Bebe Neuwirth Sings Weill and Kander & Ebb
Choosing not waste time with idle chit chat and backstory, she went directly into "All That Jazz", and unbeknownst to others, she messed up. Yup, she painted the town twice, proving that she is human, even if she possesses talents many would kill for.
Her sultry alto captivated her audience. Though not exceptional in range, her vocal tone is splendid, and exudes a mix of sexiness and control, oozing emotion and expression into her songs. In the "Saga of Jenny" she does not merely sing a song, but acts it and you feel the character, as much as if you had been seeing "Here Lies Jenny" in theater. While the songs of Kurt Weill are not as familiar, and thus not as memorable, they leave you with a memory of the sentiments that you felt as Bebe sang his songs. It must be noted, however, that her French sounded marvelous in "Je ne t'aime pas". Whether or not you know French in the slightest, you understand exactly what the song is about, for Bebe's voice is filled with painful emotion.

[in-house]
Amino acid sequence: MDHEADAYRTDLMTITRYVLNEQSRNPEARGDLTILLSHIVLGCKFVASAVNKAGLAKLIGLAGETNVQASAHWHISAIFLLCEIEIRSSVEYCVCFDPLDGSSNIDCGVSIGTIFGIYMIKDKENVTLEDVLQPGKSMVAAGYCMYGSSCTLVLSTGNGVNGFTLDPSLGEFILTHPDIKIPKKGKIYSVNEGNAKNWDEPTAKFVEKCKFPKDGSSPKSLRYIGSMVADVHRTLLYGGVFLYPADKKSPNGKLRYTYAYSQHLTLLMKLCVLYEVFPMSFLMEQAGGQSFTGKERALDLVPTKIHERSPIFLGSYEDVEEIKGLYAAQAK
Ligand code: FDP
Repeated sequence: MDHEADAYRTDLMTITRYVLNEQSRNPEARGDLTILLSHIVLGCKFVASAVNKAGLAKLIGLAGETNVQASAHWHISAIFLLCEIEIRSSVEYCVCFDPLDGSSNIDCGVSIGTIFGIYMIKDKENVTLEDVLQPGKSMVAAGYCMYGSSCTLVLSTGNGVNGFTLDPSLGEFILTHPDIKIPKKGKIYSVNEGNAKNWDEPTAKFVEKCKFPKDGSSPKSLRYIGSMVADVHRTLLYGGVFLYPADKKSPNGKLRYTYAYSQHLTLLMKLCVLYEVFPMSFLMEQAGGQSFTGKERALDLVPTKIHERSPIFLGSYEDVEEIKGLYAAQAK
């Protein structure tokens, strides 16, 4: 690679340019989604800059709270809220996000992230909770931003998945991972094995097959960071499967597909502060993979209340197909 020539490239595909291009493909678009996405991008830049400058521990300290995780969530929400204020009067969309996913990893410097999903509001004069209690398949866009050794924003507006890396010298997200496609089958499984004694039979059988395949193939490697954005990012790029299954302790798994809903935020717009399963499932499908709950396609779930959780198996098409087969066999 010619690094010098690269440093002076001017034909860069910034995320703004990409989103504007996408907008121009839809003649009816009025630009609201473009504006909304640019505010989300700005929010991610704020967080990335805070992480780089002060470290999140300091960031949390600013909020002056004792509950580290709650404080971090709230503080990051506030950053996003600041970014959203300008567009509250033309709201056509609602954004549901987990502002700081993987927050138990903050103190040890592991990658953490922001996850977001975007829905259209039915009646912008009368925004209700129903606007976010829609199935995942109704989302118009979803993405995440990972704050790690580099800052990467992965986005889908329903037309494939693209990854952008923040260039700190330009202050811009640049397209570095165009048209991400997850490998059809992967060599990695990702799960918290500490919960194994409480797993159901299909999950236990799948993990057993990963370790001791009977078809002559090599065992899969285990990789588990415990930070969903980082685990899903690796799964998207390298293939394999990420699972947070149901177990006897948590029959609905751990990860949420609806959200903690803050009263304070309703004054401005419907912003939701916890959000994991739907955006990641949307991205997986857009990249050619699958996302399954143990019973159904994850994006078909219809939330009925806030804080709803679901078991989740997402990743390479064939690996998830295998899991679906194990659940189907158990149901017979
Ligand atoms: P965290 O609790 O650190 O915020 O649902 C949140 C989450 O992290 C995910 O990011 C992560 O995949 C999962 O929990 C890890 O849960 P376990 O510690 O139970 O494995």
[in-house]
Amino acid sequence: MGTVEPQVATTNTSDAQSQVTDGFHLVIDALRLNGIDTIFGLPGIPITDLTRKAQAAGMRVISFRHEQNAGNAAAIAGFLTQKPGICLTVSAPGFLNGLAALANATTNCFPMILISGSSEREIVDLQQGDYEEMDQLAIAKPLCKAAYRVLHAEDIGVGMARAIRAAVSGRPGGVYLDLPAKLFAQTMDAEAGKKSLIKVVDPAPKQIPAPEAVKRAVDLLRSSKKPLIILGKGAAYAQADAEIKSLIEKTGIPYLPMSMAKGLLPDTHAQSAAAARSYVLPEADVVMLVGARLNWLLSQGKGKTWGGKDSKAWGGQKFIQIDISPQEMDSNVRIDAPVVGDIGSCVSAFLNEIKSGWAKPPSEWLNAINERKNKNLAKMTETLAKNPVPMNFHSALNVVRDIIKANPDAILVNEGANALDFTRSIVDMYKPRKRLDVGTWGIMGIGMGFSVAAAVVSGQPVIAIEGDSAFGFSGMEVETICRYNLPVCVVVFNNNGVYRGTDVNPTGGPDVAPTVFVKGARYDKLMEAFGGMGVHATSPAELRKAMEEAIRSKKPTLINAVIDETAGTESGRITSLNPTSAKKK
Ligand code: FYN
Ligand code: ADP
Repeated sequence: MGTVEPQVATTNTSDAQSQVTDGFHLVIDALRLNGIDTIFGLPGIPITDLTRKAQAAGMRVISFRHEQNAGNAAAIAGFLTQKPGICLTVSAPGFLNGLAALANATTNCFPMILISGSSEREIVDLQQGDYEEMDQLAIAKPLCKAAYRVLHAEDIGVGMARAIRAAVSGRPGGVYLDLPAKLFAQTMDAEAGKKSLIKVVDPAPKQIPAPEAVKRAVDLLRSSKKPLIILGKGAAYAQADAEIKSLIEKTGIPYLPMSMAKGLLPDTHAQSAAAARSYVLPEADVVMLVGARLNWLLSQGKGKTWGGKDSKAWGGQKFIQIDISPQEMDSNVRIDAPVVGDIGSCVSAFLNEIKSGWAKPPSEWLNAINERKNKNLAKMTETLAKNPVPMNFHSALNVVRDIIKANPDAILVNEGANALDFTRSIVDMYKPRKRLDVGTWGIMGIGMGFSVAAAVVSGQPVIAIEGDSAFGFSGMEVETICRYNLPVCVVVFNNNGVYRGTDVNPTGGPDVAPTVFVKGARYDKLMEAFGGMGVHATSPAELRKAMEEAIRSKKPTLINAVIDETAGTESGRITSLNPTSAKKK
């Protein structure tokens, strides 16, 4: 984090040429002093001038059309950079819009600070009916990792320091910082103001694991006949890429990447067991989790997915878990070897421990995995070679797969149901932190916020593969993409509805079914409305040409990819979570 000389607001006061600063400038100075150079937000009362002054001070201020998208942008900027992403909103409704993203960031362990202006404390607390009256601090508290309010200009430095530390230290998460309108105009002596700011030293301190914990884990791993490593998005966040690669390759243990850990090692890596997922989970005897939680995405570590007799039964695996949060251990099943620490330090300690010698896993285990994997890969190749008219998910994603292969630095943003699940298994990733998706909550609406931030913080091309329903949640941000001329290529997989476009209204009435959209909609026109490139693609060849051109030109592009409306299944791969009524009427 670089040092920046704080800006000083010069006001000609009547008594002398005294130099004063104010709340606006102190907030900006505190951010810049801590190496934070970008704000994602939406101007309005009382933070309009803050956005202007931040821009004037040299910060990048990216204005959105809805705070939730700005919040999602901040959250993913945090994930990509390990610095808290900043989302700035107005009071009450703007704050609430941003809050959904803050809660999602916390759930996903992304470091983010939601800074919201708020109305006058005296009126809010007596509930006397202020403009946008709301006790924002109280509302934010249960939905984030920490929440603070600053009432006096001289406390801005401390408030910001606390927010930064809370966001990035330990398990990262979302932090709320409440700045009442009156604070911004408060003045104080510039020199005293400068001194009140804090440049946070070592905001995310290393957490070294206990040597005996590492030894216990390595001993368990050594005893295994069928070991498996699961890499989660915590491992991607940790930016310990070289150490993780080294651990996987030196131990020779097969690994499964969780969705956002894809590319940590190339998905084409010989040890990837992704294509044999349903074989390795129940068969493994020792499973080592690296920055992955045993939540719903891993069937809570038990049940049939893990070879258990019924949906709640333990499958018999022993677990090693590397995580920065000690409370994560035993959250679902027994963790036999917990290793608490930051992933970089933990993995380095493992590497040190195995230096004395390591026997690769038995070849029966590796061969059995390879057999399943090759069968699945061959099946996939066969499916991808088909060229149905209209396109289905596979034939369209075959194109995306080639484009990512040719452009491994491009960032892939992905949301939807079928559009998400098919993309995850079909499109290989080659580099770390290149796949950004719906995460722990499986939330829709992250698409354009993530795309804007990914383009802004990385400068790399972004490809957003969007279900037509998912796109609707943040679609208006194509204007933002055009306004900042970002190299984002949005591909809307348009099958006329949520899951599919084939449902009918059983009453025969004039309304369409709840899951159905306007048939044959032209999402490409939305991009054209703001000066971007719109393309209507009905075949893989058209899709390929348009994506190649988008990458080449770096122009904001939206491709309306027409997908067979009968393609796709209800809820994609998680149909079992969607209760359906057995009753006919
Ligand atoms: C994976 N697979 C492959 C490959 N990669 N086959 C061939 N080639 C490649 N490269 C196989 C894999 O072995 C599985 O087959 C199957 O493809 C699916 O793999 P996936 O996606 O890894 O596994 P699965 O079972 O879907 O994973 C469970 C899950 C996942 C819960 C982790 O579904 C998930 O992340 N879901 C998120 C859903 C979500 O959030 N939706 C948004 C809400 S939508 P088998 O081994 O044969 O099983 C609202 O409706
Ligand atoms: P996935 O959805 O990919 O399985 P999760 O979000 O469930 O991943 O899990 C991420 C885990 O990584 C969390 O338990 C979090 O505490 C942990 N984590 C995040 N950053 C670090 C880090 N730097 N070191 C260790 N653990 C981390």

However, when singing the songs of Kander & Ebb, a sense of familiarity kicks in, perhaps making one more comfortable with the material, and thus, with Bebe herself. I was able to sway along with the music, and of course, catch any mistakes (there was only one, by the way). Bebe Neuwirth is the essence of Chicago. The cool sexiness and charisma of her singing is hypnotizing by virtue of her acting. Standing out was "Class" and "How Lucky Can You Get".
The audience was certainly lucky Bebe proves herself to be capable of giving concerts, especially when led by a lovely orchestra, skillfully conducted by Leslie Stifelman. While I was disappointed that Bebe didn't dance, she didn't really have to do move at all, in order to feel the power of the songs she chose. Everything you need to know is in her voice. You just have to listen.